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Political Imprisonment and the Irish, 1912-1921$
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William Murphy

Print publication date: 2014

Print ISBN-13: 9780199569076

Published to Oxford Scholarship Online: April 2014

DOI: 10.1093/acprof:oso/9780199569076.001.0001

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‘Hunger-Strike Mania’

‘Hunger-Strike Mania’

Ireland, June 1917–June 1918

Chapter:
(p.80) 4 ‘Hunger-Strike Mania’
Source:
Political Imprisonment and the Irish, 1912-1921
Author(s):

William Murphy

Publisher:
Oxford University Press
DOI:10.1093/acprof:oso/9780199569076.003.0005

During 1917 and 1918 protest in prisons became the most effective form of revolutionary activity in Ireland. The Sinn Féin revolutionary method was to attempt to render unsustainable British controlled civil government in Ireland, and their first, improvised, target was the prison. By testing the durability and legitimacy of the Irish prison system, using hunger strike, the prisoners tested the durability and legitimacy of British authority. By inciting their arrest, drilling Irish Volunteers made British authority in Ireland visible and unpopular. Once in prison, they challenged that authority, making it even more visible and more unpopular, before undermining it and exposing it to ridicule by achieving early release. Further, Thomas Ashe’s death and funeral in September 1917 were a propaganda disaster for British authority, while each newspaper report of a hunger strike and each demonstration to celebrate a prisoner’s release was a small, effective blow.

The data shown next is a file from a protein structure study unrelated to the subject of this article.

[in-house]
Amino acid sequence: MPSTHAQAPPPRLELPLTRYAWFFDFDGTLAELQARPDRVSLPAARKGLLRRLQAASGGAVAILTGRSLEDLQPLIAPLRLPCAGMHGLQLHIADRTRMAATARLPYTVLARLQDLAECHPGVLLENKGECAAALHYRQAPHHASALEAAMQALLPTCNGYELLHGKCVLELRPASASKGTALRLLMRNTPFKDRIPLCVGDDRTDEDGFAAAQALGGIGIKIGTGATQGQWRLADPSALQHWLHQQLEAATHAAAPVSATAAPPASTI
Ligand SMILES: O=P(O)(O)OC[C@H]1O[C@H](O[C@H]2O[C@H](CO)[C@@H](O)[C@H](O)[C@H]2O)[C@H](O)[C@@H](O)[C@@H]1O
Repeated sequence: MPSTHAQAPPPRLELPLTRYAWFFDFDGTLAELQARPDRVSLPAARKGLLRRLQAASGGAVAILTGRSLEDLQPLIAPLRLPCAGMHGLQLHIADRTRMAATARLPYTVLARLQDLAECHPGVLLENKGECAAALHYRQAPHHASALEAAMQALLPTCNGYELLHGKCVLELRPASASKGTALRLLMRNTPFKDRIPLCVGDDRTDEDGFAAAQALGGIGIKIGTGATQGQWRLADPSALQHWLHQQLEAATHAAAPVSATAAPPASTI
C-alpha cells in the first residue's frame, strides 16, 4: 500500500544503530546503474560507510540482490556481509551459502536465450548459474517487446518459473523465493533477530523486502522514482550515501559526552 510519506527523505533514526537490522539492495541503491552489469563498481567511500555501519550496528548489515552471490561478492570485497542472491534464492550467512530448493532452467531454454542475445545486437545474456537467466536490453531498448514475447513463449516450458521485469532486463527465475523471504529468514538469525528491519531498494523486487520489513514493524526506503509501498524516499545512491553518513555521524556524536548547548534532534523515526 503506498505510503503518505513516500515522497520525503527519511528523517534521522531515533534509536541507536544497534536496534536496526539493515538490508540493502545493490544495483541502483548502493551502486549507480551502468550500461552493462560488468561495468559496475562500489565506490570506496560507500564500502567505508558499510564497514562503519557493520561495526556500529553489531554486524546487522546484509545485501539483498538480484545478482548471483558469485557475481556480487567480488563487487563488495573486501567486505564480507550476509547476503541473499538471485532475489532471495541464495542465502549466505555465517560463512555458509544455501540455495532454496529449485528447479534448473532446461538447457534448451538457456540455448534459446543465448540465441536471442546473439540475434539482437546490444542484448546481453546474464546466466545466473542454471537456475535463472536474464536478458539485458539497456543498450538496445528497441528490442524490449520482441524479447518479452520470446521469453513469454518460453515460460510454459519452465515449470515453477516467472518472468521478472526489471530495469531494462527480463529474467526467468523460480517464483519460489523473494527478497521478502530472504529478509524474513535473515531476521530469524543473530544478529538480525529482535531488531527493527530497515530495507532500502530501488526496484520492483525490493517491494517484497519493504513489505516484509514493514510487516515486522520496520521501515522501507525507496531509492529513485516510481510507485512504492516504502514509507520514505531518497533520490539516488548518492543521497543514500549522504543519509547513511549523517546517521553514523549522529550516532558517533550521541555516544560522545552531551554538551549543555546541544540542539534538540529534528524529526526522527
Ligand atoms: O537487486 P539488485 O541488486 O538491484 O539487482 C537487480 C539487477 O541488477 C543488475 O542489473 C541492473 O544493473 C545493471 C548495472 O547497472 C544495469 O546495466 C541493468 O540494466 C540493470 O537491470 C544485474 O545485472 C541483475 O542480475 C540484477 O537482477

Keywords:   Sinn Féin, hunger strike, Thomas Ashe, Irish prison system, propaganda, demonstrations

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